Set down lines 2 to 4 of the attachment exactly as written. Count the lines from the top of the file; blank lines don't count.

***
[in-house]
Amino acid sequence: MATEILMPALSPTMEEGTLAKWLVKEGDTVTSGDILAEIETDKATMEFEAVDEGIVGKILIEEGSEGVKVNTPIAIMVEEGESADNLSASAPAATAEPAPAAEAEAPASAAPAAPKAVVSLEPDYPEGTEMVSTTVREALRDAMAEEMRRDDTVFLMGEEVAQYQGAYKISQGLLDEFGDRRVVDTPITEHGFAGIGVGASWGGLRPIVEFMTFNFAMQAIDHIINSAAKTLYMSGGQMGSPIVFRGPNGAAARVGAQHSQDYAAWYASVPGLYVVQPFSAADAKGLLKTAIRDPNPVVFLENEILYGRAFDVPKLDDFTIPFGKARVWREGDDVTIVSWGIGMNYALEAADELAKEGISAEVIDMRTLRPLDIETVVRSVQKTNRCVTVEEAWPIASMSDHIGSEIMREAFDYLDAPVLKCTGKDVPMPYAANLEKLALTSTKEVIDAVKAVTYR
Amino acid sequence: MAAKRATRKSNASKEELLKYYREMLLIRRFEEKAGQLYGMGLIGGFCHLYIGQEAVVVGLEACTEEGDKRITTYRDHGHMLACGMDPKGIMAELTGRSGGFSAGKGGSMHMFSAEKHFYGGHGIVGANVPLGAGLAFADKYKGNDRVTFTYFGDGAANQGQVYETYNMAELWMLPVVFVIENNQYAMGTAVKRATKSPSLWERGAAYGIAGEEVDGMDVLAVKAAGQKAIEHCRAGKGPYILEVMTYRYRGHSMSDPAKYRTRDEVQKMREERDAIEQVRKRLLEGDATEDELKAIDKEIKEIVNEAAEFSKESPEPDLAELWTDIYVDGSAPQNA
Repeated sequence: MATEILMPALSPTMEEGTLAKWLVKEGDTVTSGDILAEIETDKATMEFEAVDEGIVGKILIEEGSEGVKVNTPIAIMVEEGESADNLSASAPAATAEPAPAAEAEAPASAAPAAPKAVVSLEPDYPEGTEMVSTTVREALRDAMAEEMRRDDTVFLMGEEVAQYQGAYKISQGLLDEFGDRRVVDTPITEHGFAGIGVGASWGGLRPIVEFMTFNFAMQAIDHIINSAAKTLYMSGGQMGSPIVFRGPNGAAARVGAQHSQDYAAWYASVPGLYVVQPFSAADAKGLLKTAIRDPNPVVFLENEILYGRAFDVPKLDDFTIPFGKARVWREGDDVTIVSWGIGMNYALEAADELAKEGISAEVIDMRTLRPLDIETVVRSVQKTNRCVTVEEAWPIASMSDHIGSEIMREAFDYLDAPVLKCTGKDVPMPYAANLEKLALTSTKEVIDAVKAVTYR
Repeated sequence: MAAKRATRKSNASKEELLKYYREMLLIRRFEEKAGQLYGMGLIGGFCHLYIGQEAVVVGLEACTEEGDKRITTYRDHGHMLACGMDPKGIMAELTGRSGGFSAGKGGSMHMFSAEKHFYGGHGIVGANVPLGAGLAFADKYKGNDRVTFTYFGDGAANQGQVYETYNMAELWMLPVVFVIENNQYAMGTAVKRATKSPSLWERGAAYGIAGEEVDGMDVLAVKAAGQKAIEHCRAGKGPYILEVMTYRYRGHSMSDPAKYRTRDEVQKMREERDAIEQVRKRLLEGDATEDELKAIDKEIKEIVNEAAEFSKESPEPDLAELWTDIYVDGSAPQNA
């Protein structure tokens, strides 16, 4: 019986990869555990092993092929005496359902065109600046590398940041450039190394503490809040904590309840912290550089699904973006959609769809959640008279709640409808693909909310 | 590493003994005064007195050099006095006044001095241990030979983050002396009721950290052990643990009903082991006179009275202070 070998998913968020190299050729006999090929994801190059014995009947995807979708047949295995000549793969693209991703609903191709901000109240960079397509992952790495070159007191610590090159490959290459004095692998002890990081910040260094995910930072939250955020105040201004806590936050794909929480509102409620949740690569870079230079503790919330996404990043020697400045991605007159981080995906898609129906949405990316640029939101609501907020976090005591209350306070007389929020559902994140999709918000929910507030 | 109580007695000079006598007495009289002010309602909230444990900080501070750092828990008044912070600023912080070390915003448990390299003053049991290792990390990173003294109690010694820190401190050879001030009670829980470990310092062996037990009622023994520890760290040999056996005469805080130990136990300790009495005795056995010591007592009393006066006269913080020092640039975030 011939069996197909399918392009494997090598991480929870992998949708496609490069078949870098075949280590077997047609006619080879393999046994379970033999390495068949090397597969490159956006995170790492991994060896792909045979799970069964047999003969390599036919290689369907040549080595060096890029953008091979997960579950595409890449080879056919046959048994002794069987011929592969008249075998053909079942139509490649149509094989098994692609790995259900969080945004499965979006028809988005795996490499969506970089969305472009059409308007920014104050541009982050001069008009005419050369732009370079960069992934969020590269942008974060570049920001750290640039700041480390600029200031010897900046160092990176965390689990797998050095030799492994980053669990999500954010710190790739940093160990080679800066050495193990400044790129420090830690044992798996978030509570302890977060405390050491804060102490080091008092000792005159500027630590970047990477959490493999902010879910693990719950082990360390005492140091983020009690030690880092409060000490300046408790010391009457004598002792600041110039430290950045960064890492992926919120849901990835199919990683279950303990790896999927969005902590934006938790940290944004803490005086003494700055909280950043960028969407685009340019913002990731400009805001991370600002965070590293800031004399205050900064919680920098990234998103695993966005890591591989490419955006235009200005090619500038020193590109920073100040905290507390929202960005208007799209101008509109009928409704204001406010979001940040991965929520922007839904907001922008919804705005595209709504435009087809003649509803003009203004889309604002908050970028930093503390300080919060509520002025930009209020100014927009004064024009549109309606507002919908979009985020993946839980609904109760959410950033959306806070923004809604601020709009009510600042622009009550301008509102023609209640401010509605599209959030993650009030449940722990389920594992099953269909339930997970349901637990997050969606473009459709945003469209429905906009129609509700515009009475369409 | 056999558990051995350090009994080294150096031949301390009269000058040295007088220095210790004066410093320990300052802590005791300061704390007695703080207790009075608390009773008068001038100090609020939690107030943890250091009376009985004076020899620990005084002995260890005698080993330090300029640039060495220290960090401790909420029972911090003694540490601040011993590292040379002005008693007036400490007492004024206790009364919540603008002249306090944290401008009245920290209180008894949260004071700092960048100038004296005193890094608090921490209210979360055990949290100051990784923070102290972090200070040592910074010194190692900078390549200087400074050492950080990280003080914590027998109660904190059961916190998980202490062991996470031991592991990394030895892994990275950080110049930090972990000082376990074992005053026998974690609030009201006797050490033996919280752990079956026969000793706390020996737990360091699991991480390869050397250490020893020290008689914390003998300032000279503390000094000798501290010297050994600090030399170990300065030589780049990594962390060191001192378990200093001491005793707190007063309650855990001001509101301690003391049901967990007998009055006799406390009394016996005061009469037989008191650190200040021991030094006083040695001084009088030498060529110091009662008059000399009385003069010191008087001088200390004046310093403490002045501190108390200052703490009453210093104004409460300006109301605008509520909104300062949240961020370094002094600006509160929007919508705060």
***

Amino acid sequence: MATEILMPALSPTMEEGTLAKWLVKEGDTVTSGDILAEIETDKATMEFEAVDEGIVGKILIEEGSEGVKVNTPIAIMVEEGESADNLSASAPAATAEPAPAAEAEAPASAAPAAPKAVVSLEPDYPEGTEMVSTTVREALRDAMAEEMRRDDTVFLMGEEVAQYQGAYKISQGLLDEFGDRRVVDTPITEHGFAGIGVGASWGGLRPIVEFMTFNFAMQAIDHIINSAAKTLYMSGGQMGSPIVFRGPNGAAARVGAQHSQDYAAWYASVPGLYVVQPFSAADAKGLLKTAIRDPNPVVFLENEILYGRAFDVPKLDDFTIPFGKARVWREGDDVTIVSWGIGMNYALEAADELAKEGISAEVIDMRTLRPLDIETVVRSVQKTNRCVTVEEAWPIASMSDHIGSEIMREAFDYLDAPVLKCTGKDVPMPYAANLEKLALTSTKEVIDAVKAVTYR
Amino acid sequence: MAAKRATRKSNASKEELLKYYREMLLIRRFEEKAGQLYGMGLIGGFCHLYIGQEAVVVGLEACTEEGDKRITTYRDHGHMLACGMDPKGIMAELTGRSGGFSAGKGGSMHMFSAEKHFYGGHGIVGANVPLGAGLAFADKYKGNDRVTFTYFGDGAANQGQVYETYNMAELWMLPVVFVIENNQYAMGTAVKRATKSPSLWERGAAYGIAGEEVDGMDVLAVKAAGQKAIEHCRAGKGPYILEVMTYRYRGHSMSDPAKYRTRDEVQKMREERDAIEQVRKRLLEGDATEDELKAIDKEIKEIVNEAAEFSKESPEPDLAELWTDIYVDGSAPQNA
Repeated sequence: MATEILMPALSPTMEEGTLAKWLVKEGDTVTSGDILAEIETDKATMEFEAVDEGIVGKILIEEGSEGVKVNTPIAIMVEEGESADNLSASAPAATAEPAPAAEAEAPASAAPAAPKAVVSLEPDYPEGTEMVSTTVREALRDAMAEEMRRDDTVFLMGEEVAQYQGAYKISQGLLDEFGDRRVVDTPITEHGFAGIGVGASWGGLRPIVEFMTFNFAMQAIDHIINSAAKTLYMSGGQMGSPIVFRGPNGAAARVGAQHSQDYAAWYASVPGLYVVQPFSAADAKGLLKTAIRDPNPVVFLENEILYGRAFDVPKLDDFTIPFGKARVWREGDDVTIVSWGIGMNYALEAADELAKEGISAEVIDMRTLRPLDIETVVRSVQKTNRCVTVEEAWPIASMSDHIGSEIMREAFDYLDAPVLKCTGKDVPMPYAANLEKLALTSTKEVIDAVKAVTYR